CRISPR claimed scientific fame for its ability to quickly and accurately edit genes. But, at the core, CRISPR systems are immune systems that help bacteria protect themselves from viruses by targeting and destroying viral DNA and RNA. A new study published in Science reveals a previously unrecognized player in one such system -- a membrane protein that enhances anti-viral defense -- simultaneously broadening our understanding of and raising more questions related to the complexities of CRISPR.
Uncovering New Clues about CRISPR
CRISPR systems consist of two major components -- a guide RNA that targets a specific viral DNA or RNA sequence and a Cas enzyme that cuts the targeted DNA or RNA, preventing a virus from replicating and spreading. A team at the University of Rochester Center for RNA Biology found that a specific Cas protein (Cas13b) not only cuts viral RNA, but communicates with another protein (Csx28) to augment its anti-viral defense.
In partnership with scientists at Cornell, the team discovered that the Csx28 protein forms a pore-like structure (i.e. it has a big hole in it). When they infected E. coli with a phage (virus that attacks bacteria) and deployed the CRISPR-Cas13 system to target and halt infection, they found that Cas13 signals to Csx28 to affect membrane permeability. Once this happens, Csx28 wreaks havoc in the infected cell, discombobulating membrane potential, crushing metabolism and hindering energy production. A virus can't replicate under such unhospitable circumstances, leading to the team's conclusion that Csx28 enhances CRISPR-Cas13b's phage defense.
"This finding upends the idea that CRISPR systems mount their defense only by degrading RNA and DNA in cells and really broadens our view of how CRISPR systems may be working," said corresponding author Mitchell O'Connell, PhD, assistant professor of Biochemistry and Biophysics at the University of Rochester Medical Center (URMC) and a member of the UR Center for RNA Biology. "When we think about CRISPR, we see Cas proteins such as Cas9 or Cas13 as the big hammer doing all the damage, but that might not be the case; we found that Cas13 and Csx28 are working together to effectively extinguish a virus."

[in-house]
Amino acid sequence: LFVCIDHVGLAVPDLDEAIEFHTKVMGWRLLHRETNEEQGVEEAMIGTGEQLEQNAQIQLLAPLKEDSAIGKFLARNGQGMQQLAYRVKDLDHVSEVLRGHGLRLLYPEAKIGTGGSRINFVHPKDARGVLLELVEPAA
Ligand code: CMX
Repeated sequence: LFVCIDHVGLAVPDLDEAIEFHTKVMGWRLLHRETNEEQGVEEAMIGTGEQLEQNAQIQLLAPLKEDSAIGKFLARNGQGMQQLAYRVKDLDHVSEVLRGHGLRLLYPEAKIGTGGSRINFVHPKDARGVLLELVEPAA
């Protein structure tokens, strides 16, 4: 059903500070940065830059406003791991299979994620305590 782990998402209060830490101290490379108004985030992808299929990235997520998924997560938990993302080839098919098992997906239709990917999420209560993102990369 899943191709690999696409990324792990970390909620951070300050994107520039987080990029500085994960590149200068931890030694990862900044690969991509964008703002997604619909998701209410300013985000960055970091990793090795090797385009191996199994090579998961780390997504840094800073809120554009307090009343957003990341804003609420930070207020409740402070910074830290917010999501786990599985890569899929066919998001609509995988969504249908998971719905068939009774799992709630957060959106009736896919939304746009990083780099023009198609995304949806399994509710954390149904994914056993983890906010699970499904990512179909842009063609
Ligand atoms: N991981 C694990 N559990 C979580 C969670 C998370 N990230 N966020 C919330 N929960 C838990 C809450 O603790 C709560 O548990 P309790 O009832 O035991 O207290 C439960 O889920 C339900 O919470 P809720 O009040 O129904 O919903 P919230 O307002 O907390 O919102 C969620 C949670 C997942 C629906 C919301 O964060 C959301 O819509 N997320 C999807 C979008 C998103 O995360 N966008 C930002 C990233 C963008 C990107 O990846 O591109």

"When you read this paper you think to yourself…'what?' This is such a weird mechanism and not the way I would have predicted that bacteria would work," added John Lueck, PhD, assistant professor of Pharmacology and Physiology at URMC. "It is really impressive that the team identified this pore-like protein that doesn't resemble anything else we've seen before, and now that we know that this mechanism exists people will start to look for it in other systems. This is exciting because in science, when you scratch the surface, you often find that there is an entirely new world behind it."
More Questions than Answers
With the added knowledge of the structure of Csx28 through the use of high-resolution cryo-EM, the team is beginning to probe the function of the protein. Questions abound. If the goal is protection, why is there a giant hole in the membrane? The team found that when Cas13 isn't around, Csx28 isn't active. What makes it become active in defense? How long does it stay active and what does it let through the membrane? Understanding the biochemistry behind the opening and closing of the pore will shed light on how CRISPR-Cas13 uses it as part of its defense and provide a jumping off point for the study of membrane proteins across other CRISPR systems.
"This finding is unexpected and raises all kinds of new questions about how bacteria protect themselves and what they are doing to survive infection," noted Mark Dumont, PhD, a professor of Biochemistry and Biophysics at URMC who has spent his career studying membrane proteins. "It is also a very interesting interface between RNA biology, CRISPR, structural biology and membrane biology. While there is no immediate medical relevance or application, the ideas that boil up from this could be very powerful."
Lueck adds, "It is very rare for one study to have this many thought-provoking pieces that it brings several different fields together. And because the concepts are brand new, future work won't be burdened by dogma. Any time people can bring fresh, unfettered ideas to the table it is really good for science."
In addition to O'Connell, lead study author Arica VanderWal, PhD, a former graduate student in O'Connell's lab who is now a postdoctoral researcher at UC San Diego, contributed to the research. Graduate students Julia K. Nicosia and Adrian M. Molina Vargas in the O'Connell lab, Bogdan Polevoda, PhD, research assistant professor of Biochemistry and Biophysics at URMC, and Elizabeth Kellogg, PhD, and Jung-Un Park from the department of Molecular Biology and Genetics at Cornell University also supported the research. The study was funded by the National Institutes of Health.
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